skippy

      Nov 5, 2012 at 8:03pm

      The beauty of free speech. Thanks to GS for giving Mr Chung the platform. And mocking asian born Canadian's bicultural identity with a derisive term is good for Canada's image?

      I'm a banana...

      Nov 5, 2012 at 8:04pm

      and proud of it. I, like many others, have taken plenty of bashing throughout our lives from aunts, uncles and even strangers for being too "Canadian". God, I loathed being Chinese. As I've grown older, I've realised that I've absorbed the best characteristics, in my view, from both cultures.

      Just because something has always been done a certain way isn't justification to keep on doing it. In this case, it's about doing the "right thing" and applying that sensibility Canadians are known for.

      He's worried about his profit margin if he doesn't serve this soup. Instead, he should be thinking about what it will look like if he keeps opening his mouth and spewing nonsense like this.

      Y3RTL3

      Nov 5, 2012 at 8:37pm

      Where did the term Canadian mean WHITE come from? If Canadian means white, I can understand the hyphenating paradigm we have here in Canada. However It seems to be a concept steeped in ignorance and a racist perspective. The last time I checked here in Canada we have people from all ethnic and racial backgrounds. My family stopped calling themselves German-Canadians 5 generations ago maybe newly immigrated "Canadians" can practice what previous generations did to make this great country a nation.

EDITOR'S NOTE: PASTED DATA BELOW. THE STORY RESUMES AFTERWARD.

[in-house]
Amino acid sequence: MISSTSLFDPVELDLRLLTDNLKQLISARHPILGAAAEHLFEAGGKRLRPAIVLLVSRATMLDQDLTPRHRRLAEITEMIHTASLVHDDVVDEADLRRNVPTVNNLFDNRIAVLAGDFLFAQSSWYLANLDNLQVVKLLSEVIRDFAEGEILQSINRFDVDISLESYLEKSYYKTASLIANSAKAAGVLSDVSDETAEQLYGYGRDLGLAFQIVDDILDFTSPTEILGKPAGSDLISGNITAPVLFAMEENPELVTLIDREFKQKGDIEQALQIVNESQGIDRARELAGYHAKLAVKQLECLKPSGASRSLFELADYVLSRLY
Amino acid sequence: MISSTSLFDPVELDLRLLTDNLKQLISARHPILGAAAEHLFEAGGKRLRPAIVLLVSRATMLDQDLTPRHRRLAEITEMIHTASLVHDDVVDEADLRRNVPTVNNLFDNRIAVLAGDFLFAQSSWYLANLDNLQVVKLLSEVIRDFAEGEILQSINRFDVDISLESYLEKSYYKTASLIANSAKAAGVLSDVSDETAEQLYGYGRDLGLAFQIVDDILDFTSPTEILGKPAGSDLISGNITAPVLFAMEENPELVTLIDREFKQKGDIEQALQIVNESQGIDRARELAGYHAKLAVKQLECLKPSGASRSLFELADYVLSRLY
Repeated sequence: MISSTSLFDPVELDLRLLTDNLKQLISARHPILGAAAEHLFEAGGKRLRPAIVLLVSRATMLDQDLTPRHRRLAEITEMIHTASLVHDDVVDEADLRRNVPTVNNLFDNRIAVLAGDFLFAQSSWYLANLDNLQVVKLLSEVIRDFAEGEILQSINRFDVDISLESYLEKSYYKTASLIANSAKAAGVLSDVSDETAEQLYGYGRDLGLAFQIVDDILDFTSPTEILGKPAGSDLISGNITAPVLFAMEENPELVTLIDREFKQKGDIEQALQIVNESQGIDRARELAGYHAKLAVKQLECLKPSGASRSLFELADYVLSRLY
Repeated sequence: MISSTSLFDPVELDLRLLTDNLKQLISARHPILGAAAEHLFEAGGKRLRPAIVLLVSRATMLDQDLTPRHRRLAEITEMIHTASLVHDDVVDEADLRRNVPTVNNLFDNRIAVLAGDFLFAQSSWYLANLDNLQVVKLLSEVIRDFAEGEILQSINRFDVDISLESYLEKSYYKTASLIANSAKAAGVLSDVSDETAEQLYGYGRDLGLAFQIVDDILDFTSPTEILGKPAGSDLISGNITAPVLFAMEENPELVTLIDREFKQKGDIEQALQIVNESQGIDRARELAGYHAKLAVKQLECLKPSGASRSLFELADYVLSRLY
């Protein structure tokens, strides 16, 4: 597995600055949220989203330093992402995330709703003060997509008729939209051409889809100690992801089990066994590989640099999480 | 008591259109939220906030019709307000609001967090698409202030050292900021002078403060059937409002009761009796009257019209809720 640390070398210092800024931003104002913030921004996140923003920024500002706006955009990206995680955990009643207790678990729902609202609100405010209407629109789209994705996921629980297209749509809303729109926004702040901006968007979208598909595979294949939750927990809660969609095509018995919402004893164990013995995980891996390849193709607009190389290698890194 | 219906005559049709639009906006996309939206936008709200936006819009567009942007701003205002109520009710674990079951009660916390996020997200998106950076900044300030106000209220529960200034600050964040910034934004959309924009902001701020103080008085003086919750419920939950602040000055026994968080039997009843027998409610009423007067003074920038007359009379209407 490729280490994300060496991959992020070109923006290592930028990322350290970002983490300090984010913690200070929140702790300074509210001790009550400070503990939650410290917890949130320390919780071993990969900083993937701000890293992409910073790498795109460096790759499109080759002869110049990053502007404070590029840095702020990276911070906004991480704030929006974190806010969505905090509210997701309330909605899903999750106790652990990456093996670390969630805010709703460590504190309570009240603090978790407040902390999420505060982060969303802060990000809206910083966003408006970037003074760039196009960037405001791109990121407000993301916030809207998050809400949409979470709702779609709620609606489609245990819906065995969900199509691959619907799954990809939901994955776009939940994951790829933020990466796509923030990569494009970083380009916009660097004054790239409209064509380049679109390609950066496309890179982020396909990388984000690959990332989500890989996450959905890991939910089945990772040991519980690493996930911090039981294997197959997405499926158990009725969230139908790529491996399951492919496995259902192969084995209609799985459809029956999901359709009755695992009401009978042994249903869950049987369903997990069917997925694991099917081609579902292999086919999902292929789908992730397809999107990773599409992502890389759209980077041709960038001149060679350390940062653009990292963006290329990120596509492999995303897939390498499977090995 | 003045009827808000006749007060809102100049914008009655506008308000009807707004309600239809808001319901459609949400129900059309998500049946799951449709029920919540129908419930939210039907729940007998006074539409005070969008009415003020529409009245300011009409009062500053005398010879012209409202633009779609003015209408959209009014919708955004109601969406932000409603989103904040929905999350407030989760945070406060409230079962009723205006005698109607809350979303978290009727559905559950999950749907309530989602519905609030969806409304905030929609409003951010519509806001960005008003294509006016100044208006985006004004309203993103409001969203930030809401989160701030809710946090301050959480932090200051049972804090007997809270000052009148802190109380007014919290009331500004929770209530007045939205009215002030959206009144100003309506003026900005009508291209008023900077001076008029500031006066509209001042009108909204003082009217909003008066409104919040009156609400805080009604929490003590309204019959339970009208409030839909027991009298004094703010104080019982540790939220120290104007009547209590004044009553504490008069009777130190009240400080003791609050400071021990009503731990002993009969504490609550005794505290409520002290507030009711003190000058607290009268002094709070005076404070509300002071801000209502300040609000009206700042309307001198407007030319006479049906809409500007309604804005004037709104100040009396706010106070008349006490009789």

You're ignorant Chung and you don't want to be Canadian, your words reveal yourself.

      0 0Rating: 0

      Kerosene Lantern

      Nov 5, 2012 at 9:24pm

      I hope his lousy restaurant goes broke.

      An Orc

      Nov 5, 2012 at 11:18pm

      Stop trying to infringe upon my right to eat MANFLESH.

      0 0Rating: 0

      Terrible Tim

      Nov 6, 2012 at 1:57am

      This character David Chung claims that his Jade Seafood Restaurant, located in Richmond, is an "upscale" establishment.

      Nonsense. It is a bottom feeder, appealing to the lowest forms of gluttony.

      Mr Chung, abetted by Conservative MP Alice Wong, purports that eating shark fin soup is proof of the excellence of Chinese cuisine, and its necessity in Chinese culture. Rubbish.

      Mr Chung loses business every day that he continues his rancid and racist attacks on Kerry Jang, and on the many young Chinese Canadians who are also opposed to shark finning.

      Last year, a few Chinese Canadians actively opposed a hospice at UBC. They did so by claiming that having the dying near their costly condos would offend their culture. Rubbish. Such debased superstitions failed, and the hospice was built.

      Now, a few Chinese claim that their 'culture' will be offended if they are not allowed to practice their taste for shark fins.

      That argument will fail just as handily.

      This is NOT an attack on 'Chinese culture'. It is, in fact, an attack on greed, selfishness, and gluttony. Mr Chung will find his customer base drying up faster than Texas. And rightly so. Just check the Google Reviews his restaurant is earning these days.

      Not very smart, Mr Chung.